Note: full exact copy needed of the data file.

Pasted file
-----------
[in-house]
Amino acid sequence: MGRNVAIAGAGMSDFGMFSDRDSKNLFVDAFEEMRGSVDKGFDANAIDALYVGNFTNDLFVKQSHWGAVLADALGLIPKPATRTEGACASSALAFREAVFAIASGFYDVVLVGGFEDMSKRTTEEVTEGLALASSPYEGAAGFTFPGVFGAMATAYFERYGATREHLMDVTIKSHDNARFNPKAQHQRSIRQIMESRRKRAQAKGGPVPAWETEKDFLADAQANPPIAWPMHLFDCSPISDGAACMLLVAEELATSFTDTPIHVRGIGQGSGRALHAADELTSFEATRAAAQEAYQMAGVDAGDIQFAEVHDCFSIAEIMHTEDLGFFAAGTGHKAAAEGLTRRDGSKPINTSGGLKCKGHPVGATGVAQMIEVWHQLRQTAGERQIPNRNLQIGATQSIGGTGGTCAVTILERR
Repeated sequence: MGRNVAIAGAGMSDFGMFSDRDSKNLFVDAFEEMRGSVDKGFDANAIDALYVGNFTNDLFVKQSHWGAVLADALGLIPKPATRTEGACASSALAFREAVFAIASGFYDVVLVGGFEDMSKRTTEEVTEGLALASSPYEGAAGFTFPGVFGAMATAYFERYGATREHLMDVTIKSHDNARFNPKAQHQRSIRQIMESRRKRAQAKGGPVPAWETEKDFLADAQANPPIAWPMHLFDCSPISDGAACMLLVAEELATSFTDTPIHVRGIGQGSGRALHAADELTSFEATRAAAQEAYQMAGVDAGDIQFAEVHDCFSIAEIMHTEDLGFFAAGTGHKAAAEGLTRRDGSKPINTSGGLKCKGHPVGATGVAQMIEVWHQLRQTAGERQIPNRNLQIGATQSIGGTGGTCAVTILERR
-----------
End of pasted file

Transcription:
[in-house]
Amino acid sequence: MGRNVAIAGAGMSDFGMFSDRDSKNLFVDAFEEMRGSVDKGFDANAIDALYVGNFTNDLFVKQSHWGAVLADALGLIPKPATRTEGACASSALAFREAVFAIASGFYDVVLVGGFEDMSKRTTEEVTEGLALASSPYEGAAGFTFPGVFGAMATAYFERYGATREHLMDVTIKSHDNARFNPKAQHQRSIRQIMESRRKRAQAKGGPVPAWETEKDFLADAQANPPIAWPMHLFDCSPISDGAACMLLVAEELATSFTDTPIHVRGIGQGSGRALHAADELTSFEATRAAAQEAYQMAGVDAGDIQFAEVHDCFSIAEIMHTEDLGFFAAGTGHKAAAEGLTRRDGSKPINTSGGLKCKGHPVGATGVAQMIEVWHQLRQTAGERQIPNRNLQIGATQSIGGTGGTCAVTILERR
Repeated sequence: MGRNVAIAGAGMSDFGMFSDRDSKNLFVDAFEEMRGSVDKGFDANAIDALYVGNFTNDLFVKQSHWGAVLADALGLIPKPATRTEGACASSALAFREAVFAIASGFYDVVLVGGFEDMSKRTTEEVTEGLALASSPYEGAAGFTFPGVFGAMATAYFERYGATREHLMDVTIKSHDNARFNPKAQHQRSIRQIMESRRKRAQAKGGPVPAWETEKDFLADAQANPPIAWPMHLFDCSPISDGAACMLLVAEELATSFTDTPIHVRGIGQGSGRALHAADELTSFEATRAAAQEAYQMAGVDAGDIQFAEVHDCFSIAEIMHTEDLGFFAAGTGHKAAAEGLTRRDGSKPINTSGGLKCKGHPVGATGVAQMIEVWHQLRQTAGERQIPNRNLQIGATQSIGGTGGTCAVTILERR